Increasingly since The English Patient, Ondaatje’s novels have become less experimental, the shifts in perspective less dramatic, the language more denotative. Anil’s Ghost (2000) follows the life of Anil Tissera, a native Sri Lankan and forensic anthropologist, working as a Human Rights investigator during Sri Lanka’s civil war. Divisadero (2007) divides its attention between a family in 1970s California and an author in pre-World War I southern France. Both novels are skillfully drawn but neither quite manage the magic of his earlier works.

And so it is with his sixth novel, The Cat’s Table. Ondaatje’s preoccupations and signatory motifs are present in abundance: dogs, thieves, acrobats, tapestries, wounds, dreams, jazz, and poetry. And his eye for the cinematic moment still pulls off a splendid stillness. Each morning of the 21-day passage, the boys wake at dawn to spy on an Australian roller skater who races the perimeter of the deck and showers fully clothed: “When she left we followed her footprints”, the narrator confesses, “which were already evaporating in the new sunlight as we approached them”.

A study of one’s childhood is not uncommon in late-career writers. Perhaps having lost much of his childhood to the desperate antics of his parents, Ondaatje is compelled to return to the puzzle of his early years. If Tolstoy, Conrad and Coetzee had not pre-empted him, he says, he would have called his novel Youth.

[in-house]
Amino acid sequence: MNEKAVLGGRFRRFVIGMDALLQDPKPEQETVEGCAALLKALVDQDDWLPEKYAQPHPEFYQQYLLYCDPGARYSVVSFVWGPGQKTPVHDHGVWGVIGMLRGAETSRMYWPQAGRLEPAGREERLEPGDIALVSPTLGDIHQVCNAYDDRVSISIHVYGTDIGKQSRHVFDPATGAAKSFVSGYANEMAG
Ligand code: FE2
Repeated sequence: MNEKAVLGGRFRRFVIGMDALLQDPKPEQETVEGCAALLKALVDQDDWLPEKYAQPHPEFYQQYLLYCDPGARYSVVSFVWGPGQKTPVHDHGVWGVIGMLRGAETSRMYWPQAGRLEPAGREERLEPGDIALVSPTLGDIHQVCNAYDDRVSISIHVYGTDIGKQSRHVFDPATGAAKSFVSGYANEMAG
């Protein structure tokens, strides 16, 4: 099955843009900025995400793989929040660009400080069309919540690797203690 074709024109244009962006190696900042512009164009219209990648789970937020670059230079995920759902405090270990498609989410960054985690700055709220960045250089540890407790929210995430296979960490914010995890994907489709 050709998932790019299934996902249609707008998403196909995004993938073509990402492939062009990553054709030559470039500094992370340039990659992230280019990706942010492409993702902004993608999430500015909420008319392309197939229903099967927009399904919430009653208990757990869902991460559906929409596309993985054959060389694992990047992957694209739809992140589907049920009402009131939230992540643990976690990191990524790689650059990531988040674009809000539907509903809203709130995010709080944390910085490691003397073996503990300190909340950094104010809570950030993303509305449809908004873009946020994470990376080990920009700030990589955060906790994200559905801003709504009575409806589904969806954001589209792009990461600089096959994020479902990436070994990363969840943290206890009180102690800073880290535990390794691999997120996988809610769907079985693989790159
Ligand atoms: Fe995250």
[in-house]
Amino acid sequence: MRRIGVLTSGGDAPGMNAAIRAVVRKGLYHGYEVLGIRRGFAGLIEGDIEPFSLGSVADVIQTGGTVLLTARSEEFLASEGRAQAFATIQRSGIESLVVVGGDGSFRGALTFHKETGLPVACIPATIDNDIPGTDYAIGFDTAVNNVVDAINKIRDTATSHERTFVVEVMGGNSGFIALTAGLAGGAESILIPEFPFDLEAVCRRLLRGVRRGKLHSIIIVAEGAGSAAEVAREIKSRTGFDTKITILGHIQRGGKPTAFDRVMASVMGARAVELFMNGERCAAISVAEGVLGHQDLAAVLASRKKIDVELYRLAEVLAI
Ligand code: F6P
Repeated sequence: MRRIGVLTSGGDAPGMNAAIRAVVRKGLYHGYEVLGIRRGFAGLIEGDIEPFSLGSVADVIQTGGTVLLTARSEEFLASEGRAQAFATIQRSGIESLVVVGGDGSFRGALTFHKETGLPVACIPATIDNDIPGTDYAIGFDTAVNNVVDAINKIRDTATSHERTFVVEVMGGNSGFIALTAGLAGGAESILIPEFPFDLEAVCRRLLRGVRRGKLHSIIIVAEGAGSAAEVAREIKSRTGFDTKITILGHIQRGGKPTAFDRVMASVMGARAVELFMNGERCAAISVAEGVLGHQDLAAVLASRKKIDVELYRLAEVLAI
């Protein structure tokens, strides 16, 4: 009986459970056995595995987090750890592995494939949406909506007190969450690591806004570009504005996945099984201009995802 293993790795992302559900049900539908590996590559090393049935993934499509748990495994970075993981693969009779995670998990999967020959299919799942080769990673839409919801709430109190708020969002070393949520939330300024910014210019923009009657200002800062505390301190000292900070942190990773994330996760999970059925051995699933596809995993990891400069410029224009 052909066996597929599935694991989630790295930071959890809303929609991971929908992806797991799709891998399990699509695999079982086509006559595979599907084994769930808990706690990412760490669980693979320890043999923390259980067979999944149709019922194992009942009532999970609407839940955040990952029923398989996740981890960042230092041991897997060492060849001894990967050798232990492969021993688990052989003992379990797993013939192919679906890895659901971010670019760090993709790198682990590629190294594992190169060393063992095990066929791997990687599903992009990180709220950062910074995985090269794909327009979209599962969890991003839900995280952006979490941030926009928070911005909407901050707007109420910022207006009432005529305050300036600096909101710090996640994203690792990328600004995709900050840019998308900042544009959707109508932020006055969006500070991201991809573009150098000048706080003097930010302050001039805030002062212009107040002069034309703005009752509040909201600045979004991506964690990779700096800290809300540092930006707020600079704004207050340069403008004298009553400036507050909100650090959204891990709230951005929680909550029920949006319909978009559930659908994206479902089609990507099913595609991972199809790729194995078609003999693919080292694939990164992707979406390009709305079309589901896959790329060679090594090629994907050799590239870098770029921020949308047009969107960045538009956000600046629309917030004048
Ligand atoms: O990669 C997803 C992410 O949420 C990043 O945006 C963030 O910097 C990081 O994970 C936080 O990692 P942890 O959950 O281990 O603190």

Yet in stripping back the sophistication of his narrator’s voice to accommodate a child’s perspective, Ondaatje has deprived The Cat’s Table of the force of language that largely carried his earlier works. And in attempting a more straightforward telling, he has exposed his inherent weaknesses with narrative. One wishes he’d held his nerve and stuck to his earlier rhythms that, while difficult, were dazzling.

Ondaatje admits he doesn’t remember the day in 1954 that he arrived as an unaccompanied minor in the port of London. In his novel, he imagines Michael is met by his mother but he’s not sure he will recognize her face. He is wearing his first pair of long trousers, socks, and a thin cotton shirt. “You must be cold, Michael,” his mother says, pulling him to her. He can see part of the world to the side of her, the figures rushing past barely aware of him in his mother’s arms, the borrowed suitcase with all he owned beside him.

A reluctant guest or not, Ondaatje has earned his place at the Captain’s table – if not for this novel alone, but for what came before it, and for what we hope might follow.

Originally published under the title ‘The Cat’s Table’. Rev. The Cat’s Table by Michael Ondaatje. Australian Literary Review (October 2011): 23.

Foreword: The Best Australian Poetry 2009